Home Products & Companies Quotes News Our Agents
Products & Companies
Our Agents
Contact Us
Home & Auto
Health Coverage
Life Insurance
Privacy Policy
Consumer Watch
Photo Gallery
 What if I don't have health coverage in 2016?


Health Alliance


Long Term Care Information

Health Reform Glossary Terms


Contact our agency for assistance in applying for the Marketplace Health Coverage.



Types of Health Insurance Plans

The three most common types of health insurance plans are Health Maintenance Organizations (HMOs), Participating Provider Options (PPOs) and Consumer Directed Health Plans (CDHPs).


An HMO is a type of health insurance plan that gives you access to certain doctors and hospitals, often called network or contracting doctors and hospitals (sometimes called "providers").

HMO basics:
  • When you sign up, you select a primary care physician (PCP) from a network of doctors.
  • Your PCP is your first point of contact for most of your basic health care needs.
  • Women can also select an OB/GYN for obstetrical and gynecological care.
  • If you need special tests or need to see a specialist, your PCP will give you a referral to see another doctor.

The bottom line:

  • HMO plans generally have lower up-front costs, or premiums, than other types of plans.
  • They usually feature low deductibles or no deductible at all. A deductible is the amount you pay out-of-pocket before your plan kicks in.
  • HMOs usually feature low copayments as well. Copayments are set amounts (usually a dollar amount or a percentage) that you pay for care. An example of a copayment is $20 for each office visit.
  • HMO plans generally provide the highest level of coverage - meaning the lowest cost for you - when you use doctors, hospitals and specialists that are in the network.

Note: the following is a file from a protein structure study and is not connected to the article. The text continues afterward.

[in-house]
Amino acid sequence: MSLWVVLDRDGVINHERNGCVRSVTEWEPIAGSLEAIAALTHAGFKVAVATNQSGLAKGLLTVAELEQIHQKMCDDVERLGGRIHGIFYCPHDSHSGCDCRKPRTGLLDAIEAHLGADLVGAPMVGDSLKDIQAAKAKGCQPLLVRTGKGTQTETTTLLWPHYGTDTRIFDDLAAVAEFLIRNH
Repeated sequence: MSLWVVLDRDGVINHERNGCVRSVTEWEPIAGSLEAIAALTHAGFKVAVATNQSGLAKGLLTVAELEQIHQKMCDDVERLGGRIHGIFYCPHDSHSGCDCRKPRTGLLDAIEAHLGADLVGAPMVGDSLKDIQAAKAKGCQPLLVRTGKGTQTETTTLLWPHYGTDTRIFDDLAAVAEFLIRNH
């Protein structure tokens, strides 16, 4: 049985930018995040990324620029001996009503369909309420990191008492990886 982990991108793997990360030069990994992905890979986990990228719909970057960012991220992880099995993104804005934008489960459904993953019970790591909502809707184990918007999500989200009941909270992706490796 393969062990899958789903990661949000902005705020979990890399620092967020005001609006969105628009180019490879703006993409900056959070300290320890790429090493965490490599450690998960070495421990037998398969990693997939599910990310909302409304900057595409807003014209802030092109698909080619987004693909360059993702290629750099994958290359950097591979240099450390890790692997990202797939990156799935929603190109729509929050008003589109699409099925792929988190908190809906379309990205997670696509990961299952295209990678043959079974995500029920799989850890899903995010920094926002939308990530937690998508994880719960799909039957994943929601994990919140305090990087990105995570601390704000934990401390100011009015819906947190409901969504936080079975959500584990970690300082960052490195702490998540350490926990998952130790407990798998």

• If you seek care outside the network, your care may not be covered at all.


Like HMOs, PPOs often feature a network of doctors, specialists and hospitals; however, there are some key differences between the two types of plans.

PPO basics:

  • With a PPO plan, you don't have to choose a primary care physician.
  • You have the option of receiving care from doctors, hospitals and specialists in the network or outside the network, and you don't always need a referral to see a specialist.

Key features:

  • PPO plan premiums are generally higher than HMO plans, which means you'll have to pay more up front.
  • When you receive care from a doctor or hospital that is in the network, your costs tend to be lower.
  • When you receive care from a doctor or hospital outside the network your costs are likely to be higher, and, in some cases, your care may not be covered at all.
  • PPO plans usually have a deductible. So, for example, if your PPO plan has a $2000 deductible, your coverage doesn't begin until you've paid out-of-pocket for the first $2000 of your own medical expenses. Preventive care services are not subject to the deductible.

Health Reform 

.Special Enrollment Period qualifications could apply to you for 2016.

Medicare Supplement Insurance

Medicare Supplement Insurance (“Medigap”)